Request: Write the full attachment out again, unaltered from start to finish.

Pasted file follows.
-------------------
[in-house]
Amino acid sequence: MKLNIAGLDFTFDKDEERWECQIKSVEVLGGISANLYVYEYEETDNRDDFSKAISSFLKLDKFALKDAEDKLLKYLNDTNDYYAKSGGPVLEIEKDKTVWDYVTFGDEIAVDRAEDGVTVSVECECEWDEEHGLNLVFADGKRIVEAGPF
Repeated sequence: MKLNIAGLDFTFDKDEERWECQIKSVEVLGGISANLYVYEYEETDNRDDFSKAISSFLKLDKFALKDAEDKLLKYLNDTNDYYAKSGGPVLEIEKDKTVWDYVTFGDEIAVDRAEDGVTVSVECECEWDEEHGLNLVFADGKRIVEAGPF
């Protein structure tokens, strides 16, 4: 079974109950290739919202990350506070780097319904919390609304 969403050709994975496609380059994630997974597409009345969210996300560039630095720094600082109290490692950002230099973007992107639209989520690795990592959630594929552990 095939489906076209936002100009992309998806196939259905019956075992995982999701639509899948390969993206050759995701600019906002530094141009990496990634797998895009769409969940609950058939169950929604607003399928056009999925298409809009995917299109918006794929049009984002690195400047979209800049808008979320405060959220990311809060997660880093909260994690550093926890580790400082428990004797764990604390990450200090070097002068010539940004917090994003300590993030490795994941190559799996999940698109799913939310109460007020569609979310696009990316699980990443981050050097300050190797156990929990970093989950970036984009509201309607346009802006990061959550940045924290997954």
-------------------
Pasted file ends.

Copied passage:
[in-house]
Amino acid sequence: MKLNIAGLDFTFDKDEERWECQIKSVEVLGGISANLYVYEYEETDNRDDFSKAISSFLKLDKFALKDAEDKLLKYLNDTNDYYAKSGGPVLEIEKDKTVWDYVTFGDEIAVDRAEDGVTVSVECECEWDEEHGLNLVFADGKRIVEAGPF
Repeated sequence: MKLNIAGLDFTFDKDEERWECQIKSVEVLGGISANLYVYEYEETDNRDDFSKAISSFLKLDKFALKDAEDKLLKYLNDTNDYYAKSGGPVLEIEKDKTVWDYVTFGDEIAVDRAEDGVTVSVECECEWDEEHGLNLVFADGKRIVEAGPF
């Protein structure tokens, strides 16, 4: 079974109950290739919202990350506070780097319904919390609304 969403050709994975496609380059994630997974597409009345969210996300560039630095720094600082109290490692950002230099973007992107639209989520690795990592959630594929552990 095939489906076209936002100009992309998806196939259905019956075992995982999701639509899948390969993206050759995701600019906002530094141009990496990634797998895009769409969940609950058939169950929604607003399928056009999925298409809009995917299109918006794929049009984002690195400047979209800049808008979320405060959220990311809060997660880093909260994690550093926890580790400082428990004797764990604390990450200090070097002068010539940004917090994003300590993030490795994941190559799996999940698109799913939310109460007020569609979310696009990316699980990443981050050097300050190797156990929990970093989950970036984009509201309607346009802006990061959550940045924290997954």